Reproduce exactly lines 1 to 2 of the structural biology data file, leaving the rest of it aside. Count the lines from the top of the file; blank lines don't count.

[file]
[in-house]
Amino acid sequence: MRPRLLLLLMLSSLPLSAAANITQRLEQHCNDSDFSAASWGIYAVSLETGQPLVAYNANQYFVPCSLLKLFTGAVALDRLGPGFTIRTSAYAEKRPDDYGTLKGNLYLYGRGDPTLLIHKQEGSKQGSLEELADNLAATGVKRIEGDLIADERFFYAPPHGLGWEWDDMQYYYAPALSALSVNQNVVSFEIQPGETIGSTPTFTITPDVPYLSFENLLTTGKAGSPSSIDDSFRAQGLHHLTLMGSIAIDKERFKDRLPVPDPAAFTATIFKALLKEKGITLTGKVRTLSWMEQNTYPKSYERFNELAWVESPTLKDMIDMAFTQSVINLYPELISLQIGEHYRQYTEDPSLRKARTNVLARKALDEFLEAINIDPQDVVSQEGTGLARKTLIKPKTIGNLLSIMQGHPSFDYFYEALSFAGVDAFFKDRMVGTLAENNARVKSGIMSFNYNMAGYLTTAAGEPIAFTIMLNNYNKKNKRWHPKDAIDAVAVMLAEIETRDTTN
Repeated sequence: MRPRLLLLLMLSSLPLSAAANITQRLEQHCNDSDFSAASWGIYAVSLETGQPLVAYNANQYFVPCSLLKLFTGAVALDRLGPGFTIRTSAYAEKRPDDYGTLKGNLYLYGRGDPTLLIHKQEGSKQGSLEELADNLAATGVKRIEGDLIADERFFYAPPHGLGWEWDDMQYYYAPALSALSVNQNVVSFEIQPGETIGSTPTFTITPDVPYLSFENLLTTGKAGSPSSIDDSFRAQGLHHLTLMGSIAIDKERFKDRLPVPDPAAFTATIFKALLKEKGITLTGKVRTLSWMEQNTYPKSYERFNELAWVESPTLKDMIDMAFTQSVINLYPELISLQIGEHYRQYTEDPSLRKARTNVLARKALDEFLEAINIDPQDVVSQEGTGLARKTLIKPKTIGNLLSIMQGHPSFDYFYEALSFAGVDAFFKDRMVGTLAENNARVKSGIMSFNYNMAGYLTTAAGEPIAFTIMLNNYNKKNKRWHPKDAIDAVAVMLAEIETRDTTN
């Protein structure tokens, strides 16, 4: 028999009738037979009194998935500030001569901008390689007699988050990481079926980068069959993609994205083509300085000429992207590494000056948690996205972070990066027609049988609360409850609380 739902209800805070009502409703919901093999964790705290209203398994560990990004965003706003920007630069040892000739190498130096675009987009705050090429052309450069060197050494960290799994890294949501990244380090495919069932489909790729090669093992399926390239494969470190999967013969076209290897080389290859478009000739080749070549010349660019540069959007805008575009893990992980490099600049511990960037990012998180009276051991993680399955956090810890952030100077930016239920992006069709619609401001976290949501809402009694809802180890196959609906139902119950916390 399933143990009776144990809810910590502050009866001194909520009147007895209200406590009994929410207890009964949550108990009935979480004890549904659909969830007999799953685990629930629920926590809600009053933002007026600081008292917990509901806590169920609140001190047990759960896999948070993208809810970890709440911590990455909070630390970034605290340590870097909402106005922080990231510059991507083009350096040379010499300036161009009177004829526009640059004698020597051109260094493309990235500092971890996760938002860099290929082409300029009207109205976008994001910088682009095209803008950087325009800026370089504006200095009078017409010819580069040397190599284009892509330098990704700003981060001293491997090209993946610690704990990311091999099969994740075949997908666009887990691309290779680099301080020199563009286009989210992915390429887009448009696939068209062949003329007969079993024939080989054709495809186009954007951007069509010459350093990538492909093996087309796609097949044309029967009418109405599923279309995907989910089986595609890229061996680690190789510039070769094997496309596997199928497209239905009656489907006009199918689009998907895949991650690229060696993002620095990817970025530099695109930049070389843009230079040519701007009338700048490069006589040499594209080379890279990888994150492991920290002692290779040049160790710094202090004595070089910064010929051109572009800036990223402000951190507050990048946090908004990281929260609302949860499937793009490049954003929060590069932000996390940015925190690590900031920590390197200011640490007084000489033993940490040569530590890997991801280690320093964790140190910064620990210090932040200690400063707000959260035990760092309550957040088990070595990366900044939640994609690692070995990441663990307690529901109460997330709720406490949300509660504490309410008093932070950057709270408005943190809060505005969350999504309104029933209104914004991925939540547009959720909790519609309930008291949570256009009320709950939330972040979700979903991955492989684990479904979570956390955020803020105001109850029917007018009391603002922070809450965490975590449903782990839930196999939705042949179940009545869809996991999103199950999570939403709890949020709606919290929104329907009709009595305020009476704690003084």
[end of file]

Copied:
[in-house]
Amino acid sequence: MRPRLLLLLMLSSLPLSAAANITQRLEQHCNDSDFSAASWGIYAVSLETGQPLVAYNANQYFVPCSLLKLFTGAVALDRLGPGFTIRTSAYAEKRPDDYGTLKGNLYLYGRGDPTLLIHKQEGSKQGSLEELADNLAATGVKRIEGDLIADERFFYAPPHGLGWEWDDMQYYYAPALSALSVNQNVVSFEIQPGETIGSTPTFTITPDVPYLSFENLLTTGKAGSPSSIDDSFRAQGLHHLTLMGSIAIDKERFKDRLPVPDPAAFTATIFKALLKEKGITLTGKVRTLSWMEQNTYPKSYERFNELAWVESPTLKDMIDMAFTQSVINLYPELISLQIGEHYRQYTEDPSLRKARTNVLARKALDEFLEAINIDPQDVVSQEGTGLARKTLIKPKTIGNLLSIMQGHPSFDYFYEALSFAGVDAFFKDRMVGTLAENNARVKSGIMSFNYNMAGYLTTAAGEPIAFTIMLNNYNKKNKRWHPKDAIDAVAVMLAEIETRDTTN